The man's a household name for sure. You can't claim to be a 'fan' and not know Piper. He's a legend! He did the Piper's Pit thing! Something about a coconut... he showed up on Nitro a few times I think... pretty sure he's in the Hall of Fame... he died... I think... didn't he spray Robert Downey Jr with a fire hose... painted himself half black...?

He never held a World Championship. He did wrestle in the Main Event of Wrestlemania 1... the only one where the title wasn't on the line... in a tag match... he wasn't as over or as relevant as his 80's buddies when WCW came a'calling. I'm not an idiot, he didn't maintain the star power of Hogan, Flair, or Savage. But I'm not talking about this Piper...

or this Piper...

No, today I'm talking about this guy:

Amateur Wrestler, Golden Glove winning Boxer, and a black belt in Judo. That Piper worked for Jim Crocket's Georgia Championship Wrestling(eventually to be WCW), and was main eventing and selling out houses in the early 80's. He was young, he was cocky, and he was loud in a way nobody had seen. He was so 'on fire', that Crocket turned him babyface to set him up to work with Flair in a long-term feud. Those plans changed, as did many others, because Vince McMahon Jr was working on something bigger...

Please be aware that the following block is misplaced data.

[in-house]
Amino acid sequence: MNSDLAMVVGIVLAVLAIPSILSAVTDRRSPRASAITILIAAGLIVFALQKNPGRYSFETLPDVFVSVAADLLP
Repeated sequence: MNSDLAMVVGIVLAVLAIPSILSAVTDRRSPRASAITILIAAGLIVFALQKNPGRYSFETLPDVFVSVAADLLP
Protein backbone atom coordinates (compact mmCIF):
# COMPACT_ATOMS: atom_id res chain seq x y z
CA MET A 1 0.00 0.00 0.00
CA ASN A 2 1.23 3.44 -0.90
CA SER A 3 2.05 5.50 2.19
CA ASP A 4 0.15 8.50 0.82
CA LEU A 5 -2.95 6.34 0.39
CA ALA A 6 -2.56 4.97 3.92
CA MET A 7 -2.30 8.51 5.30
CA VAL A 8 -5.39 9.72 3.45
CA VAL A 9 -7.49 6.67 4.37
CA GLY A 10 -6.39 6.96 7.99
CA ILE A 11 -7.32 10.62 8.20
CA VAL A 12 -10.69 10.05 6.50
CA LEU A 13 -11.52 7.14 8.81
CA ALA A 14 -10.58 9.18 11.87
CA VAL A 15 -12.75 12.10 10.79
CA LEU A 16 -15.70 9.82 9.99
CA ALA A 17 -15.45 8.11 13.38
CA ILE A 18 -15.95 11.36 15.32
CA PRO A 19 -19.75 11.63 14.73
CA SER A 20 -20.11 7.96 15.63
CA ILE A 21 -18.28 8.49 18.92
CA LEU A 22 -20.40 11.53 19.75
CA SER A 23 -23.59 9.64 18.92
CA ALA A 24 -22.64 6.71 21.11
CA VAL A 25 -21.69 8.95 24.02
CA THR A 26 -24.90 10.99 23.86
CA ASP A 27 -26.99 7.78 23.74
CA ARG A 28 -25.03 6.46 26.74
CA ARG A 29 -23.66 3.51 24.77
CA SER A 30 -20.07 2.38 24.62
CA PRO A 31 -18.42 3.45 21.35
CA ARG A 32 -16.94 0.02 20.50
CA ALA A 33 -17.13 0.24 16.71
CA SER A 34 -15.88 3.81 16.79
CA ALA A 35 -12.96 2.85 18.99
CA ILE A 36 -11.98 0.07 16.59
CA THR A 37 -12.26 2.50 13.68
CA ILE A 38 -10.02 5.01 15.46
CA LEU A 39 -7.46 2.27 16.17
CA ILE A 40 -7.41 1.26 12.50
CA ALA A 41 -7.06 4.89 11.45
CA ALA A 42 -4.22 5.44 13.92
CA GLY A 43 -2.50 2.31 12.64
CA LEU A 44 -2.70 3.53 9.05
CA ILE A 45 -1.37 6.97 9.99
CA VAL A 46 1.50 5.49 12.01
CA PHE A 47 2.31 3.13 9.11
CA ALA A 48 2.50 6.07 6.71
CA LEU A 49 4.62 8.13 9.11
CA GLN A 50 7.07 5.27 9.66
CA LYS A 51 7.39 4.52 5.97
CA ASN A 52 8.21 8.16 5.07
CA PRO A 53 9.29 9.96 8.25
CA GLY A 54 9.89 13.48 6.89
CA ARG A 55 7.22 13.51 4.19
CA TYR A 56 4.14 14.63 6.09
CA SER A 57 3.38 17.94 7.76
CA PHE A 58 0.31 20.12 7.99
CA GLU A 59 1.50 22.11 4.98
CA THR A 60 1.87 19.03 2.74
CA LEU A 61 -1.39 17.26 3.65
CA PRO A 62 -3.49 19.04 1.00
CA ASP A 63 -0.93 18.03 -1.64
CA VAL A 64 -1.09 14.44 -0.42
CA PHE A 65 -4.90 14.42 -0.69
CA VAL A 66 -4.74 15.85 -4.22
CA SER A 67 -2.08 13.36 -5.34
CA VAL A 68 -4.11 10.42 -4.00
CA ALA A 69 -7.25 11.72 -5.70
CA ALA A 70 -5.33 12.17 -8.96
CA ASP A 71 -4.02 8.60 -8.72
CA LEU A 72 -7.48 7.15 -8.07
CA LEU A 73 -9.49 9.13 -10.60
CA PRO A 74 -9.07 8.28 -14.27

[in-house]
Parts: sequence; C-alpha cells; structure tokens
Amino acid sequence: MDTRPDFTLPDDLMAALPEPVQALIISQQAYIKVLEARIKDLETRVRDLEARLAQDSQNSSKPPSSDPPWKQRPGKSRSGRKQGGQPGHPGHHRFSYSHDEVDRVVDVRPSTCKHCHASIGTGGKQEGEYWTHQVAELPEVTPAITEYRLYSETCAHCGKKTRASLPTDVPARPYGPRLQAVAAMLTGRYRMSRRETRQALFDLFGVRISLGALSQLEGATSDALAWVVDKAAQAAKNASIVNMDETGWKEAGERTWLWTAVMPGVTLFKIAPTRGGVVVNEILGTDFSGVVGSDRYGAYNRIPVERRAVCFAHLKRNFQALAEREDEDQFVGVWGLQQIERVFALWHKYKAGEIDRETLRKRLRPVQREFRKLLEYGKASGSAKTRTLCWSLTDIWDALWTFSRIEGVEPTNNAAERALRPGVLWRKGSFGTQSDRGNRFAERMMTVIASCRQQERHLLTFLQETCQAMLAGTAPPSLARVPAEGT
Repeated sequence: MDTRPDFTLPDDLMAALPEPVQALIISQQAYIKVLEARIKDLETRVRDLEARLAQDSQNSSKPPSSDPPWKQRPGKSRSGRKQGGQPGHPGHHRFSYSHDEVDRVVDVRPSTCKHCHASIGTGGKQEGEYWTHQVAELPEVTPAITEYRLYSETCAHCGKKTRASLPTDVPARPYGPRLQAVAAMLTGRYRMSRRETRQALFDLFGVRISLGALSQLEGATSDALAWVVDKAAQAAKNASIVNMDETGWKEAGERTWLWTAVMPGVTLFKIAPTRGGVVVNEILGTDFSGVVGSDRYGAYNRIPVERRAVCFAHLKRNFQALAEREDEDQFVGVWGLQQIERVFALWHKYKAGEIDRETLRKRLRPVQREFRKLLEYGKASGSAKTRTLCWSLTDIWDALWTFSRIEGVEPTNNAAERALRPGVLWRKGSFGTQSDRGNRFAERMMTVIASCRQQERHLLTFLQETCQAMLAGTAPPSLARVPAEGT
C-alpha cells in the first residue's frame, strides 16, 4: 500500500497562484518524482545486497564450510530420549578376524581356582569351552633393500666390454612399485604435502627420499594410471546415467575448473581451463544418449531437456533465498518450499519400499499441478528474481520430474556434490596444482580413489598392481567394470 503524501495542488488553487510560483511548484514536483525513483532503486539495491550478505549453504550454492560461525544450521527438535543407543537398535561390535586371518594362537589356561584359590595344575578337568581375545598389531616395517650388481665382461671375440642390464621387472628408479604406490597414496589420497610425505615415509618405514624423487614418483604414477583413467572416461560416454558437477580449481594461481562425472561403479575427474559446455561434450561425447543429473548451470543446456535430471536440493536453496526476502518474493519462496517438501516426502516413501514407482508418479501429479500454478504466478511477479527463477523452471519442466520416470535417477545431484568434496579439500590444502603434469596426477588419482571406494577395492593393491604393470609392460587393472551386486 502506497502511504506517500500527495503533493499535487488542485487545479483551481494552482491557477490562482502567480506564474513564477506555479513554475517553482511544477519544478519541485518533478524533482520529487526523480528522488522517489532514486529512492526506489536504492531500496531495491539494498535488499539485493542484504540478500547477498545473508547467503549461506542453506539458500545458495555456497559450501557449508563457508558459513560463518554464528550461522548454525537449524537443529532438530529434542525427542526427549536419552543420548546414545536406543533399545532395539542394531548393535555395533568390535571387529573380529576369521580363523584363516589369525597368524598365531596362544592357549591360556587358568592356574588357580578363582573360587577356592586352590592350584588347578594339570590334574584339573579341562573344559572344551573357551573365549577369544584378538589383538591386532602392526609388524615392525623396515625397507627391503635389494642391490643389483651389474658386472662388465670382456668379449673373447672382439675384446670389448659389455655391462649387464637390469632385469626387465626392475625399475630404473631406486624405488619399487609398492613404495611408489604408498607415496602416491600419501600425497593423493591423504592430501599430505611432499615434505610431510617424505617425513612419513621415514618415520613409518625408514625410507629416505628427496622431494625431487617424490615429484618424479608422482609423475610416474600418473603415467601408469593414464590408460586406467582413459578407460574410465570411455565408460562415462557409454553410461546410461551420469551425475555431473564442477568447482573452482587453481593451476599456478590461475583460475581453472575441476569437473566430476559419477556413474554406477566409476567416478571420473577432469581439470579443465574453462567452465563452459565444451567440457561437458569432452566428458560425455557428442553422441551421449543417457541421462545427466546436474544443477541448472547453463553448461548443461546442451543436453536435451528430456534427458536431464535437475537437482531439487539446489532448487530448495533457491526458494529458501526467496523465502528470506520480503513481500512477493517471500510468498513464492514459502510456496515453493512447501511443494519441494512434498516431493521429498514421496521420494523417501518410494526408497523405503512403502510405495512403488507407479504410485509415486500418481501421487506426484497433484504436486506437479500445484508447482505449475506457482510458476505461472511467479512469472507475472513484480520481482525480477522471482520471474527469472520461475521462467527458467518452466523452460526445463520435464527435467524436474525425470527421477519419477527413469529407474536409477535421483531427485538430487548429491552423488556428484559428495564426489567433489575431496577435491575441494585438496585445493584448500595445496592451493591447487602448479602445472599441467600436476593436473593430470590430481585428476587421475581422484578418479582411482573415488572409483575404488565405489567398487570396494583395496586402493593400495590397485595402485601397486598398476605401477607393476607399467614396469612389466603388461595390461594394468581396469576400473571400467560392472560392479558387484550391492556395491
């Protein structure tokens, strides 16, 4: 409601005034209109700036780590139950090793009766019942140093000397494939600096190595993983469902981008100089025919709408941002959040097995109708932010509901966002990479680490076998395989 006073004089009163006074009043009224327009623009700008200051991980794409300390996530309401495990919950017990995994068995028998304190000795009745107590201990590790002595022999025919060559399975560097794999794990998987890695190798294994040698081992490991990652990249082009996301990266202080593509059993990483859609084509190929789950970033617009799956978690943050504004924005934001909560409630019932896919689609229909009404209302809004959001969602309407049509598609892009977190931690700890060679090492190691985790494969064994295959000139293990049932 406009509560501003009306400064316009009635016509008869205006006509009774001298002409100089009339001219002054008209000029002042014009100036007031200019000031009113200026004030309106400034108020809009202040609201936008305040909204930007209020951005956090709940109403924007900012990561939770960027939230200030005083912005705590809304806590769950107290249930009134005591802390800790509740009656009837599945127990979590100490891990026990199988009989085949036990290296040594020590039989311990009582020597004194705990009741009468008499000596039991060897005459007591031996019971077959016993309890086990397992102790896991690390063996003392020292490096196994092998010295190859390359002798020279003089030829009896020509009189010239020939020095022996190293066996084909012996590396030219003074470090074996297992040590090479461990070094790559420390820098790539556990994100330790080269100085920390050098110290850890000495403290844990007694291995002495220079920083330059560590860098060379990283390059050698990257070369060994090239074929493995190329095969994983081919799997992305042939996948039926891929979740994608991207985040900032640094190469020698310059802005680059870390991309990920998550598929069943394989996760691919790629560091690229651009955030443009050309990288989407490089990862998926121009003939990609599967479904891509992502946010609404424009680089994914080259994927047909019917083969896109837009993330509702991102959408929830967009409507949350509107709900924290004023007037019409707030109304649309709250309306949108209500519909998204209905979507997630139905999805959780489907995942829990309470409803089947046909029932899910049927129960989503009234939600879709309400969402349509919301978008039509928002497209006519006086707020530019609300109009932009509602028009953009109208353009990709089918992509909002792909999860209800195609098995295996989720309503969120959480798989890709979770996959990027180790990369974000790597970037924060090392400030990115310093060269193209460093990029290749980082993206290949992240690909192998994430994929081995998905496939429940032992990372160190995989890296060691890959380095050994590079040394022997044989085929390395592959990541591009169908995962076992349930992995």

Now, nobody saw Rock n Wrestling coming, it just kind of happened naturally and Vince capitalized on it. Vince will take credit for it (naturally), but he didn't 'do' that. What he could take credit for was his new insanely over face of the company, Hulk Hogan. Vince pissed A LOT of people off in attaining Hogan, and even more people when he crowned him champion - which is another story for another day. Vince had SO MUCH invested in Hogan, as Vince was working on borrowed money and insane promises at the time, that it had to be a home run. Hogan just being over wasn't enough, Hogan was already over when he got there, fresh from a role in Rocky 3 he had already been turning heads in the AWA working the top of the card chasing the championship there. Vince knew he only had one half of the equation in Hogan, but he needed the yang to Hogan's yin. He had an over-the-top, patriotic, insanely charismatic champion... he needed the same thing on the other side... they'd already done the Iron Sheik... they needed bigger, they needed louder, they needed somebody that could be as hated as their champion was loved. He didn't think long, as he KNEW Piper was the guy for the job.